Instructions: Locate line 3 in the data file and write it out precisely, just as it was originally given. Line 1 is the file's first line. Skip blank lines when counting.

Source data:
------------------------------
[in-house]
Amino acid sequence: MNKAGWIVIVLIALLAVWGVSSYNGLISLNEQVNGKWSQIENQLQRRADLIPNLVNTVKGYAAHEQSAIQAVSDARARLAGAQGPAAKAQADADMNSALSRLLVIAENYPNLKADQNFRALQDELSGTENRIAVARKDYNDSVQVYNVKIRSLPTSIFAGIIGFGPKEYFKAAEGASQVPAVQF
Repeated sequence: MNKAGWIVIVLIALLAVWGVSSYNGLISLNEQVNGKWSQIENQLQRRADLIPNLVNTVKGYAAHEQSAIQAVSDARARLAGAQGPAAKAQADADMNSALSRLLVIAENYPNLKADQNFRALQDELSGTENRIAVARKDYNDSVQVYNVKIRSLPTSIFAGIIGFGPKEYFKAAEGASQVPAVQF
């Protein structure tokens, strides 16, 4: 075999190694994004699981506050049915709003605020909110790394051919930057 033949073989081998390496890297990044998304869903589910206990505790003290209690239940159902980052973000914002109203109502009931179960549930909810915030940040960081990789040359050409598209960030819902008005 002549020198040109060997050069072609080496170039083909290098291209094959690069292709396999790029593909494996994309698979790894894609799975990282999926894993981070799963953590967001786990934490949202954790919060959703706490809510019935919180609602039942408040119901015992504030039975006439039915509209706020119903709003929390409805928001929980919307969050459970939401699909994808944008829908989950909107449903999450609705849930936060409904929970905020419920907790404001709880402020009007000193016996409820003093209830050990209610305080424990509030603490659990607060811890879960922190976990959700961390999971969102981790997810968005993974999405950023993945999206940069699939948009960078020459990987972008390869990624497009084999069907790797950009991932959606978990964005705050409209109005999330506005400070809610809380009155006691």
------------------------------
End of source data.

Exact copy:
Repeated sequence: MNKAGWIVIVLIALLAVWGVSSYNGLISLNEQVNGKWSQIENQLQRRADLIPNLVNTVKGYAAHEQSAIQAVSDARARLAGAQGPAAKAQADADMNSALSRLLVIAENYPNLKADQNFRALQDELSGTENRIAVARKDYNDSVQVYNVKIRSLPTSIFAGIIGFGPKEYFKAAEGASQVPAVQF